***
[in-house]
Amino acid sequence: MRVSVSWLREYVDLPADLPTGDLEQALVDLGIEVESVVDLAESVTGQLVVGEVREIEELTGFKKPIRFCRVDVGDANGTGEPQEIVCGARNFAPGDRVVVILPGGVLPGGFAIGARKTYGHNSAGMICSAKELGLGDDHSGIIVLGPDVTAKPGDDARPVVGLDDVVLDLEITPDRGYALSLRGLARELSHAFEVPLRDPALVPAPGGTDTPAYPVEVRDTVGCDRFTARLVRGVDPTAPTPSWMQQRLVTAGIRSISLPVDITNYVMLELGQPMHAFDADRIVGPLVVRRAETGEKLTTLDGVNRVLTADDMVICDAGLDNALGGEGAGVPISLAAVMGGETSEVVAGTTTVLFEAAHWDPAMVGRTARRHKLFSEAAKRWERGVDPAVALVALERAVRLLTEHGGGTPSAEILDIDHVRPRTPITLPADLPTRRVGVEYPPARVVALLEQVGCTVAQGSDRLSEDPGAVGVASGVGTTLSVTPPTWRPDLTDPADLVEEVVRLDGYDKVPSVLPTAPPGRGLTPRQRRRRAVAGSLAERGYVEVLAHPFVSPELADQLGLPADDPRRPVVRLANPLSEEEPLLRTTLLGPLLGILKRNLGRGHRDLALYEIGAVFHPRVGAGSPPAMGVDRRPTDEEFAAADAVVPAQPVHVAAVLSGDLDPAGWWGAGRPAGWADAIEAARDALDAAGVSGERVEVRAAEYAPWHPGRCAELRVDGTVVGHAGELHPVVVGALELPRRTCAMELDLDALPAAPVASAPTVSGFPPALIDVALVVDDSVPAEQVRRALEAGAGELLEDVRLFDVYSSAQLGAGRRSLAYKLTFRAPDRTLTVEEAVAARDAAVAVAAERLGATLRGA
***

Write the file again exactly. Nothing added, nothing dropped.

[in-house]
Amino acid sequence: MRVSVSWLREYVDLPADLPTGDLEQALVDLGIEVESVVDLAESVTGQLVVGEVREIEELTGFKKPIRFCRVDVGDANGTGEPQEIVCGARNFAPGDRVVVILPGGVLPGGFAIGARKTYGHNSAGMICSAKELGLGDDHSGIIVLGPDVTAKPGDDARPVVGLDDVVLDLEITPDRGYALSLRGLARELSHAFEVPLRDPALVPAPGGTDTPAYPVEVRDTVGCDRFTARLVRGVDPTAPTPSWMQQRLVTAGIRSISLPVDITNYVMLELGQPMHAFDADRIVGPLVVRRAETGEKLTTLDGVNRVLTADDMVICDAGLDNALGGEGAGVPISLAAVMGGETSEVVAGTTTVLFEAAHWDPAMVGRTARRHKLFSEAAKRWERGVDPAVALVALERAVRLLTEHGGGTPSAEILDIDHVRPRTPITLPADLPTRRVGVEYPPARVVALLEQVGCTVAQGSDRLSEDPGAVGVASGVGTTLSVTPPTWRPDLTDPADLVEEVVRLDGYDKVPSVLPTAPPGRGLTPRQRRRRAVAGSLAERGYVEVLAHPFVSPELADQLGLPADDPRRPVVRLANPLSEEEPLLRTTLLGPLLGILKRNLGRGHRDLALYEIGAVFHPRVGAGSPPAMGVDRRPTDEEFAAADAVVPAQPVHVAAVLSGDLDPAGWWGAGRPAGWADAIEAARDALDAAGVSGERVEVRAAEYAPWHPGRCAELRVDGTVVGHAGELHPVVVGALELPRRTCAMELDLDALPAAPVASAPTVSGFPPALIDVALVVDDSVPAEQVRRALEAGAGELLEDVRLFDVYSSAQLGAGRRSLAYKLTFRAPDRTLTVEEAVAARDAAVAVAAERLGATLRGA